As Mr Raymond said, the National Trust is a membership-based organisation and we welcome volunteers in every aspect of heritage protection and awareness. However, not every action can or should be conducted in the full view of the public and I am sure that most persons will appreciate the need for quiet, sensitive intervention in some situations. 

In this particular case, however, the National Trust has seen no proposals for the Park and, as far as we are aware, this proposal has effectively been shelved by the decision makers. 

We have a lot of urgent work to do, so we prefer to ‘work hard in silence and let our success make the noise’ (paraphrased from Frank Ocean). 

Photo: Port-of-Spain Mayor Joel Martinez controversially flirted with a public private partnership proposal for the Nelson Mandela Park before the idea was dismissed by Prime Minister Dr Keith Rowley.

We are indeed increasing our focus on natural sites and open spaces and considering appropriate management approaches and partnerships which ensure that they are sustainably operated, for the benefit of the public. Hence our very successful webinar on the Public Private Partnership Model used for the Central Park Conservancy.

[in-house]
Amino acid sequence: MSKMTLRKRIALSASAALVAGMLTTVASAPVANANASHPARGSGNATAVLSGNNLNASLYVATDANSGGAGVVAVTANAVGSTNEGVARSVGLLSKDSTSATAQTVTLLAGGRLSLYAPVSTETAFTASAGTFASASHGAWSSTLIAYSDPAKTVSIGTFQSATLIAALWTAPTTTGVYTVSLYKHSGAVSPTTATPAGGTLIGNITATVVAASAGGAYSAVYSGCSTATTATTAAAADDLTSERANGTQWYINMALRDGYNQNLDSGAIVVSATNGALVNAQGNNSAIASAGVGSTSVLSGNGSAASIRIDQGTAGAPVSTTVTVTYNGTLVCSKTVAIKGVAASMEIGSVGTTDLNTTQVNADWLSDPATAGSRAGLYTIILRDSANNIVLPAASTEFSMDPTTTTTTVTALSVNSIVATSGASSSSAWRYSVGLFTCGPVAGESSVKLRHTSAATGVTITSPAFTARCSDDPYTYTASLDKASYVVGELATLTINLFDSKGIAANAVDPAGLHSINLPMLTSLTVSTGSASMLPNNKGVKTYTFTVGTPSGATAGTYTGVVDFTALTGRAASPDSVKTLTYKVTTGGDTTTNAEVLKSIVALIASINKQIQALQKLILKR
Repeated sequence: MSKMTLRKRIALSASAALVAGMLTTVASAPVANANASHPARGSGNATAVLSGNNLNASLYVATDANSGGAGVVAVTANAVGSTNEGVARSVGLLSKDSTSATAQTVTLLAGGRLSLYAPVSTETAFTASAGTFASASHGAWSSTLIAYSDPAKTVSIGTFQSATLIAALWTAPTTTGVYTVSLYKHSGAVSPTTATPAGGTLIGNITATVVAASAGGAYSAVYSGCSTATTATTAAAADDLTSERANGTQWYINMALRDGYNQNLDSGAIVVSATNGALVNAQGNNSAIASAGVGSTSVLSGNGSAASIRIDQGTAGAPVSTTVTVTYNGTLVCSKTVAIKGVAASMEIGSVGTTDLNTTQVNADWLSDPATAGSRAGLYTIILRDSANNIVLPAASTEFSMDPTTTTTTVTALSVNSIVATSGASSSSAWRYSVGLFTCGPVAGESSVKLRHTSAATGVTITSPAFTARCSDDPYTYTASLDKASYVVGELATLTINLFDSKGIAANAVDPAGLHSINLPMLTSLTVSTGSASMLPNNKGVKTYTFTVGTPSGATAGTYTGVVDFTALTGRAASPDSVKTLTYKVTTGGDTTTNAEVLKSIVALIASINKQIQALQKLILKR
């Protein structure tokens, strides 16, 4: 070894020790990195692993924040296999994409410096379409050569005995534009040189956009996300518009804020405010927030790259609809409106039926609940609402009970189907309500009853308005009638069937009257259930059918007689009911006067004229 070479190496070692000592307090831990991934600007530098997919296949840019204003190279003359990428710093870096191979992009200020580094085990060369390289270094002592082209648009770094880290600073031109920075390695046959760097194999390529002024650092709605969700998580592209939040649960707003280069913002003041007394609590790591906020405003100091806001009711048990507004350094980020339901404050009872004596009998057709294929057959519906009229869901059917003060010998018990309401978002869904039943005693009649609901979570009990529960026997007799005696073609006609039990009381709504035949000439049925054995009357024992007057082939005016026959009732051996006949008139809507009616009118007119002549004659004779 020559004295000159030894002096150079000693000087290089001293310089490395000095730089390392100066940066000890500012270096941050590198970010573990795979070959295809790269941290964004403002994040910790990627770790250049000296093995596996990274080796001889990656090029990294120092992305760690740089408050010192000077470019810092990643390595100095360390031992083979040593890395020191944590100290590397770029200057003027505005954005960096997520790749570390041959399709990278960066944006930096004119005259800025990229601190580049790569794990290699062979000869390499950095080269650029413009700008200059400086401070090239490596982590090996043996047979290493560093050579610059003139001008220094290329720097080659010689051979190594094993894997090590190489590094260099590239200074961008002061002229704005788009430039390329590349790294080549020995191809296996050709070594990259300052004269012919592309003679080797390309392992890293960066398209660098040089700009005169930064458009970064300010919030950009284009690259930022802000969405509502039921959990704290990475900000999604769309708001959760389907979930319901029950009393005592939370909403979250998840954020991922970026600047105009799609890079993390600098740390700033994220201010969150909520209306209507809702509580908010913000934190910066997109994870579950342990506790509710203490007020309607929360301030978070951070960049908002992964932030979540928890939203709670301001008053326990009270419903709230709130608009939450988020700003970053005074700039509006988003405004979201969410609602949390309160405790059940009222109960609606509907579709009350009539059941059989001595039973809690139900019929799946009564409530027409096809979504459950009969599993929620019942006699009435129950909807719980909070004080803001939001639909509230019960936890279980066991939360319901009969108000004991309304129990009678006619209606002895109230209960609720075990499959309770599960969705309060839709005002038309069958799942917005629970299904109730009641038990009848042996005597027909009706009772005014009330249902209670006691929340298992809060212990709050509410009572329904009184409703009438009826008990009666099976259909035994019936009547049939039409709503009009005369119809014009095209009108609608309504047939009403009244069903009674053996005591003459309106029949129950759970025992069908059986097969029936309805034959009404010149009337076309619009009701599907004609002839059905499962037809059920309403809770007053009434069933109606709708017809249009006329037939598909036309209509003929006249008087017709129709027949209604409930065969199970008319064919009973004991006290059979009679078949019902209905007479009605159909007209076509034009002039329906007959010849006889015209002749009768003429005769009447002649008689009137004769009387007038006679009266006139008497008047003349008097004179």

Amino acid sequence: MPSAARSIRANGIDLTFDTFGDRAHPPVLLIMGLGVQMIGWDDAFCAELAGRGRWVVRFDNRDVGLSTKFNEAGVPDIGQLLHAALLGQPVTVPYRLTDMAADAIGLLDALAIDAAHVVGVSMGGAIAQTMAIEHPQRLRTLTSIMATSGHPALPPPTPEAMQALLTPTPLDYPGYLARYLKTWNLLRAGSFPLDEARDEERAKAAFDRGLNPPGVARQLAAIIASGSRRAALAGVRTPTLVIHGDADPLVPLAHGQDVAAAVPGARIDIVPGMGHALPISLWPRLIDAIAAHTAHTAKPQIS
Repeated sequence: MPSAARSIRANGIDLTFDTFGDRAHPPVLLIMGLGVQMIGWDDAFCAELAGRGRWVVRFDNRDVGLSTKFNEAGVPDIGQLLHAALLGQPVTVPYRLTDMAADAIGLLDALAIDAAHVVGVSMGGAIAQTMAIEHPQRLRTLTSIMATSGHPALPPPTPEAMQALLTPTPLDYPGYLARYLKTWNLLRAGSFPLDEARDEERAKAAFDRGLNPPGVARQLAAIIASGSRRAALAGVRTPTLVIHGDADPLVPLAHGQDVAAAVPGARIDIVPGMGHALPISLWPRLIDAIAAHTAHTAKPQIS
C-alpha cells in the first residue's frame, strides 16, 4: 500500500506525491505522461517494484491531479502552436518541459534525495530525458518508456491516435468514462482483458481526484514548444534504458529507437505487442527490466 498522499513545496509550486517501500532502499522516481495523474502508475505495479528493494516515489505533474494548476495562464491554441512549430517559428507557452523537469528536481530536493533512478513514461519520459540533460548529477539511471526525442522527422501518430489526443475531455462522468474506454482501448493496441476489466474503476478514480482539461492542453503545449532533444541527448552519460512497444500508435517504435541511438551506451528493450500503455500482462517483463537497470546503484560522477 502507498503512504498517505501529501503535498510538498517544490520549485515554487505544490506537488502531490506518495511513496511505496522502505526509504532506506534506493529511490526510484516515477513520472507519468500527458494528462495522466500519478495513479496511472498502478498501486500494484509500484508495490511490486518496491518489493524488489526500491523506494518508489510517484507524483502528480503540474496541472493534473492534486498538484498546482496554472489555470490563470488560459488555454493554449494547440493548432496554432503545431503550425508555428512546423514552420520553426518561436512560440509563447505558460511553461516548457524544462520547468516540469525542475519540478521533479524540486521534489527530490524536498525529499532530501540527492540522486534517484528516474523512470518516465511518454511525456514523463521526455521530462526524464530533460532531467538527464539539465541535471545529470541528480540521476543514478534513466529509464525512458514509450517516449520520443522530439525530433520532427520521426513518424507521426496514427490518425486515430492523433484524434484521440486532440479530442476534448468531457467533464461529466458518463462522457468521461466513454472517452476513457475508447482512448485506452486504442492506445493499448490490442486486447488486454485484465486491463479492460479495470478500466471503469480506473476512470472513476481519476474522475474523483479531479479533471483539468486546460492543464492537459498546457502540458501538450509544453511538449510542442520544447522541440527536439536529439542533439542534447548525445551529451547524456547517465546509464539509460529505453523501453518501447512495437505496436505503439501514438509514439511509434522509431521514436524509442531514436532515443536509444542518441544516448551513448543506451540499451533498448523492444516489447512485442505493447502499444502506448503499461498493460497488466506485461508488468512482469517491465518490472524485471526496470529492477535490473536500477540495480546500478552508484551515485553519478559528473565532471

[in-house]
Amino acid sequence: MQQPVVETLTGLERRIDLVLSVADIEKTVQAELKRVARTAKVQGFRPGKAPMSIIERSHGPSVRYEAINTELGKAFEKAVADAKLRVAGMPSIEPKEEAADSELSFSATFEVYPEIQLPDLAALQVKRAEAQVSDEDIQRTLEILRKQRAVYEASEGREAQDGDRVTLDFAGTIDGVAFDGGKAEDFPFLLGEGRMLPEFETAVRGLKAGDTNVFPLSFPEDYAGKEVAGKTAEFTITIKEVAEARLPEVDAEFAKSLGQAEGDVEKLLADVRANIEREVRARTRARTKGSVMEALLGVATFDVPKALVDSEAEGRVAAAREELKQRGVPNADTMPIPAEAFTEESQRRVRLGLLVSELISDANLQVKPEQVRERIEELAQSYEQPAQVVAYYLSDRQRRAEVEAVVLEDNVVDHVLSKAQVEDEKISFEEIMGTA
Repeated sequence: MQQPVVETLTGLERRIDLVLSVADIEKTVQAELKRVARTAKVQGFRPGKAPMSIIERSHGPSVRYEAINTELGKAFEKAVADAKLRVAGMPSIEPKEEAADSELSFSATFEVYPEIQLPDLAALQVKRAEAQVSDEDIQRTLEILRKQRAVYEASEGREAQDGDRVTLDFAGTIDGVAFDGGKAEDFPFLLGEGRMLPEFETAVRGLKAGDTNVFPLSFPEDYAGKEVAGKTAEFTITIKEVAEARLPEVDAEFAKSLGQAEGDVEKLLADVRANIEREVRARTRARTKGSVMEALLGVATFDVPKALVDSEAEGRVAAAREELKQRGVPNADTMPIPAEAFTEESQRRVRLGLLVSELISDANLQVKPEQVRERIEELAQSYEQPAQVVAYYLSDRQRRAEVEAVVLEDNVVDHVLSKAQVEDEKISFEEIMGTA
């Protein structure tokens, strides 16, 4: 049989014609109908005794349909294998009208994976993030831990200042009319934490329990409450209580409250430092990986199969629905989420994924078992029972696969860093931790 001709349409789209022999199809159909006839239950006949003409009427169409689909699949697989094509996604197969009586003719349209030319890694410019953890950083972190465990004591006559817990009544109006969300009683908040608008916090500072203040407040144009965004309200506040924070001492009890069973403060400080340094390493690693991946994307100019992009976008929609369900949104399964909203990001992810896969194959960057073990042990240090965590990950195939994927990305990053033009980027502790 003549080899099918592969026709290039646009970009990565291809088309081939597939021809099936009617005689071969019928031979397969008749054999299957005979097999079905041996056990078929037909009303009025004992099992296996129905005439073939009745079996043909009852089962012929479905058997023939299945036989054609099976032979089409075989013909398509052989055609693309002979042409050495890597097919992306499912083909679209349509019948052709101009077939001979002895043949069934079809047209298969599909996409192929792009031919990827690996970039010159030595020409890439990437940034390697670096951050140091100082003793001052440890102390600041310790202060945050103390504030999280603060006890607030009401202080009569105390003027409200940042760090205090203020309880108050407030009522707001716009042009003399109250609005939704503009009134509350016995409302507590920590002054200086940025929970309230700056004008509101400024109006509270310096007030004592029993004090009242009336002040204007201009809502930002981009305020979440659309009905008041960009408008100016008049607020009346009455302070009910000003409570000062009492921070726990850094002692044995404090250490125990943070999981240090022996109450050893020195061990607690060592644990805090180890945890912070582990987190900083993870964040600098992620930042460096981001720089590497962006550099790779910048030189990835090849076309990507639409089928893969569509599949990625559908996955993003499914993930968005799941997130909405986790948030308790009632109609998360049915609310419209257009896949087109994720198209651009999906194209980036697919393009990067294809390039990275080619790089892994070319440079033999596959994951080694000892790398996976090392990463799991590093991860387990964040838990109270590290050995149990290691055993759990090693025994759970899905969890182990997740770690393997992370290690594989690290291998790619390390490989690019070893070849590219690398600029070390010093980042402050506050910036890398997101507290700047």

I must thank Mr Raymond for his comments, for although he could have just made a call to one of the many persons he knows at the National Trust to get the information he sought, he has in effect made a plea for even more public awareness sessions.

Perhaps a workshop on the Listing Process and the public’s involvement in the development of the Inventory of Heritage Assets could assist in this regard and I will suggest to our Education and Outreach Department that we prepare a public seminar on this topic. 

I am glad that Mr Raymond made haste to stress that he was not attributing any corrupt intent of any member of the National Trust. However, I think he should regret the general insinuation—especially as he knows me personally and can attest to my belief that smiles and silences can also be most powerful tools.